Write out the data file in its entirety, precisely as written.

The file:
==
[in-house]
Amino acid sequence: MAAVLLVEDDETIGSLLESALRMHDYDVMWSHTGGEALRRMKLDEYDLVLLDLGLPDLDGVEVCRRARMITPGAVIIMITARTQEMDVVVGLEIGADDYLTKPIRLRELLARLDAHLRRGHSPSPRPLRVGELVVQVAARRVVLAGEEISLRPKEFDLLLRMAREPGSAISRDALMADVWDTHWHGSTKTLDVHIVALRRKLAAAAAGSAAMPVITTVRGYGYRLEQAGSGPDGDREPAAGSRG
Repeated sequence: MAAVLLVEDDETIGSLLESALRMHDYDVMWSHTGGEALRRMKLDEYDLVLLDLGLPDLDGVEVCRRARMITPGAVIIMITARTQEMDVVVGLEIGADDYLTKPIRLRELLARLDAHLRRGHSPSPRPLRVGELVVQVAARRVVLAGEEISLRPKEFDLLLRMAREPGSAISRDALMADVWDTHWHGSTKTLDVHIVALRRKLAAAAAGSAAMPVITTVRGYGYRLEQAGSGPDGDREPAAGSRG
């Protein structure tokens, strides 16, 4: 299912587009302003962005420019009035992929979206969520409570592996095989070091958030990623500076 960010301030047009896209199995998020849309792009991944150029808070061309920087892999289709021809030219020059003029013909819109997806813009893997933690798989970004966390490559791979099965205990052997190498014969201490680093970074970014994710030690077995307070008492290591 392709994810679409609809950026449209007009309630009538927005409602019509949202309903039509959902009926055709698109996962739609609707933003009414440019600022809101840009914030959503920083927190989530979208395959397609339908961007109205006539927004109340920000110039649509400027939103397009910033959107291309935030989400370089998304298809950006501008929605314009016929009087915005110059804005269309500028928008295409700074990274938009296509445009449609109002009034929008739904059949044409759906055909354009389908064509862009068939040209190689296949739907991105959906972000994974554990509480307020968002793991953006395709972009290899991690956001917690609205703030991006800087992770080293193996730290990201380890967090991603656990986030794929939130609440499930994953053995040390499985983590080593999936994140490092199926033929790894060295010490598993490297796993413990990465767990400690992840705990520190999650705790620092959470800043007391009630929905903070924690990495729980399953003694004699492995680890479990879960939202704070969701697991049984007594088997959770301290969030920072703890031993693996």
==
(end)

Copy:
[in-house]
Amino acid sequence: MAAVLLVEDDETIGSLLESALRMHDYDVMWSHTGGEALRRMKLDEYDLVLLDLGLPDLDGVEVCRRARMITPGAVIIMITARTQEMDVVVGLEIGADDYLTKPIRLRELLARLDAHLRRGHSPSPRPLRVGELVVQVAARRVVLAGEEISLRPKEFDLLLRMAREPGSAISRDALMADVWDTHWHGSTKTLDVHIVALRRKLAAAAAGSAAMPVITTVRGYGYRLEQAGSGPDGDREPAAGSRG
Repeated sequence: MAAVLLVEDDETIGSLLESALRMHDYDVMWSHTGGEALRRMKLDEYDLVLLDLGLPDLDGVEVCRRARMITPGAVIIMITARTQEMDVVVGLEIGADDYLTKPIRLRELLARLDAHLRRGHSPSPRPLRVGELVVQVAARRVVLAGEEISLRPKEFDLLLRMAREPGSAISRDALMADVWDTHWHGSTKTLDVHIVALRRKLAAAAAGSAAMPVITTVRGYGYRLEQAGSGPDGDREPAAGSRG
């Protein structure tokens, strides 16, 4: 299912587009302003962005420019009035992929979206969520409570592996095989070091958030990623500076 960010301030047009896209199995998020849309792009991944150029808070061309920087892999289709021809030219020059003029013909819109997806813009893997933690798989970004966390490559791979099965205990052997190498014969201490680093970074970014994710030690077995307070008492290591 392709994810679409609809950026449209007009309630009538927005409602019509949202309903039509959902009926055709698109996962739609609707933003009414440019600022809101840009914030959503920083927190989530979208395959397609339908961007109205006539927004109340920000110039649509400027939103397009910033959107291309935030989400370089998304298809950006501008929605314009016929009087915005110059804005269309500028928008295409700074990274938009296509445009449609109002009034929008739904059949044409759906055909354009389908064509862009068939040209190689296949739907991105959906972000994974554990509480307020968002793991953006395709972009290899991690956001917690609205703030991006800087992770080293193996730290990201380890967090991603656990986030794929939130609440499930994953053995040390499985983590080593999936994140490092199926033929790894060295010490598993490297796993413990990465767990400690992840705990520190999650705790620092959470800043007391009630929905903070924690990495729980399953003694004699492995680890479990879960939202704070969701697991049984007594088997959770301290969030920072703890031993693996």